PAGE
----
MacBook Air review (13-inch, mid 2012)
The last time we reviewed the MacBook Air, we didn't have a whole lot to compare it to. Sure, there was the original Samsung Series 9, but it was more expensive, at $1,649, and ran off a standard-voltage processor, often at the expense of battery life. Companies like Lenovo and Toshiba already had deep experience making ultraportables, but those notebooks generally weren't as light, or as skinny, as the Air. A year ago, too, Ultrabooks, as we now know them were little more than a concept as far as the computer-buying public was concerned.
Today, there are 110-plus Windows-based Ultrabooks on the horizon, leaving consumers with an overwhelming smorgasbord of thin, shockingly powerful laptops. Apple, for its part, has stuck with the same Air design we liked so much the first time around, though it's refreshed the lineup with speedier Ivy Bridge processors and traded those USB 2.0 ports for 3.0. Additionally, the Air can now be configured with more RAM and roomier storage. Oh, and the 13-inch version now starts at $1,200, down from $1,300. (The 11-inch version still goes for $999 and up.)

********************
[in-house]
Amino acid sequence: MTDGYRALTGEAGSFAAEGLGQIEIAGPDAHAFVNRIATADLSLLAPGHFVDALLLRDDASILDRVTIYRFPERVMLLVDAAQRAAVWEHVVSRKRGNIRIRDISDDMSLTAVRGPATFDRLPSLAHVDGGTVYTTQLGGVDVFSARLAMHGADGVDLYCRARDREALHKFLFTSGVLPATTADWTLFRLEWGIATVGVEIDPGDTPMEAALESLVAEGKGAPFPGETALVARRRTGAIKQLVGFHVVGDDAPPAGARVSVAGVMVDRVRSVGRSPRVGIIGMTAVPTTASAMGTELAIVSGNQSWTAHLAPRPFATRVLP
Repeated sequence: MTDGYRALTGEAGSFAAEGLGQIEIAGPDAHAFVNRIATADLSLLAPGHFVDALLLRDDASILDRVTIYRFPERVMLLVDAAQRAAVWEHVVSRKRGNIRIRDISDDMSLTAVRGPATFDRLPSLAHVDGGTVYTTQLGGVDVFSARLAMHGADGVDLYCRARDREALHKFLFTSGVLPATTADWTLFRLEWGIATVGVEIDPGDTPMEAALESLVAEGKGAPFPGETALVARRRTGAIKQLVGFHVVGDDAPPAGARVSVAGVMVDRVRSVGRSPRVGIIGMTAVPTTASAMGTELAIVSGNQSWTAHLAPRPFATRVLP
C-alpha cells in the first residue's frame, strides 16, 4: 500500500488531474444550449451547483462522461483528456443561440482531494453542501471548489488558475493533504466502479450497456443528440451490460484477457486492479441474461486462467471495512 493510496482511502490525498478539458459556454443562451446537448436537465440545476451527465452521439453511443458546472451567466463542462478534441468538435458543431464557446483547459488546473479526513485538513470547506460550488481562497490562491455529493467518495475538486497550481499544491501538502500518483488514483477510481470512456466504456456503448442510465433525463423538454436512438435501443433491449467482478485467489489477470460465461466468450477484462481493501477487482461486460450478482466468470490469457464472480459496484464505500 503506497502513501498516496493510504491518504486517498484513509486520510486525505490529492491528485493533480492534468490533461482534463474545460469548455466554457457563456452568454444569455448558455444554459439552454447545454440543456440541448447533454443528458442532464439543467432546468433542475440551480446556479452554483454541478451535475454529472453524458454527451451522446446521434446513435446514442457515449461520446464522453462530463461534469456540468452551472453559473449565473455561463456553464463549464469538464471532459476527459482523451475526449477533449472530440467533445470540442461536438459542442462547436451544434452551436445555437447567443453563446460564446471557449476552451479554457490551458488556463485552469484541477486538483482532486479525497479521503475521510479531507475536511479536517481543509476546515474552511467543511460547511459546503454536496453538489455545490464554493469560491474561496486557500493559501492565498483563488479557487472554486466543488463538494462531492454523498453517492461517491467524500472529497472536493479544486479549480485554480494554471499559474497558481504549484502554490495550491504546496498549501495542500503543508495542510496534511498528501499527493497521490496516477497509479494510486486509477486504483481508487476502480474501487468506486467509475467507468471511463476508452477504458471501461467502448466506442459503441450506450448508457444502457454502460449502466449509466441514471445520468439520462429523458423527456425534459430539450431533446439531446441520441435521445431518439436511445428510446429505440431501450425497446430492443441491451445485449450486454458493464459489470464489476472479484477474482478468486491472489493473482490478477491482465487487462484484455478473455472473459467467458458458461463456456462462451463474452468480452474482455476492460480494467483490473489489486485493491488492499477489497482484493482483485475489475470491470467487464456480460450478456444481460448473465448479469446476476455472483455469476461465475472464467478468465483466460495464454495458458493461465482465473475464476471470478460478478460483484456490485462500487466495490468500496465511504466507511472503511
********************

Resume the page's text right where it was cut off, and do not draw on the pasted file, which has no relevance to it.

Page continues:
That sounds promising, making an already-excellent laptop faster and less expensive. Still, with so many comparable products on the Windows side, we have to wonder, does Apple really continue to define the category or have other companies narrowed the gap? Let's find out.
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